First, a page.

The Lee and Lois Herndon Chapter of Tennessee Ornithological Society produces an annual calendar featuring some exceptional bird photography from its members. This year’s calendar features full-color photographs of some colorful and engaging birds. The club sells the calendars for $15 each. All proceeds are used to support birding opportunities and bird-related causes. For instance, the club pays for bird seed to stock the feeders at Sycamore Shoals State Historic Park in Elizabethton, Tennessee. The club also regularly supports causes that benefit birds.HerndonCalendar2018(Cover)

The calendar also features an informative calendar grid with highlights for major holidays, as well as important bird-related dates. The calendar’s pages feature more than 80 full-color photographs of area birds, including common favorites, as well as a few more exotic birds. The front cover features a dazzling photograph of a red-headed woodpecker. The photo was taken by Debi Campbell, a resident of Bluff City, Tennessee, and current president of the Herndon chapter. If you’re interested in obtaining a calendar, contact ahoodedwarbler@aol.com by email. Calendars will also be available for purchase by cash or check only at the offices of the Bristol Herald Courier located at 320 Bob Morrison Blvd. in Bristol, Virginia.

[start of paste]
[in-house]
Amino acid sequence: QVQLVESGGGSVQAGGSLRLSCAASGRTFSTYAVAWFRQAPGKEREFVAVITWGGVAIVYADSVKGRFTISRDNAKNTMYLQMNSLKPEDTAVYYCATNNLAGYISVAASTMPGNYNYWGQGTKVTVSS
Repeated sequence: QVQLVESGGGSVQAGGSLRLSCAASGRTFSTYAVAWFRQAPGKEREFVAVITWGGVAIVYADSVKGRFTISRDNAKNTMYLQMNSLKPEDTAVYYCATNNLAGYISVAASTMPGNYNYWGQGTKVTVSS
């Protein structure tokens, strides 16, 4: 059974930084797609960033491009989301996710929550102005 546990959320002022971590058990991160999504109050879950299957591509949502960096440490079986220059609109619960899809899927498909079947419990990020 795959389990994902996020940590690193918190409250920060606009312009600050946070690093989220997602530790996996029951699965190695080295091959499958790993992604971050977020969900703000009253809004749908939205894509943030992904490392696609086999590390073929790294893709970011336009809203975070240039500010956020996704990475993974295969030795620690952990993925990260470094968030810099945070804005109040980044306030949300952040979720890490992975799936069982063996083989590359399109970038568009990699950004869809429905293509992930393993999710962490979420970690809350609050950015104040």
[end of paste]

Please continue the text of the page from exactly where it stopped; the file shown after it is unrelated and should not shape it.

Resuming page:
If you’re interested in obtaining a calendar, contact ahoodedwarbler@aol.com by email. Calendars will also be available for purchase by cash or check only at the offices of the Bristol Herald Courier located at 320 Bob Morrison Blvd. in Bristol, Virginia.

 

Dark reputation of world’s owls is being rehabilitated as people learn more about them and their habits

 

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Photo by Bryan Stevens / A great horned owl perches on a post during its part in a wild bird show at Callaway Gardens in Pine Mountain, Georgia.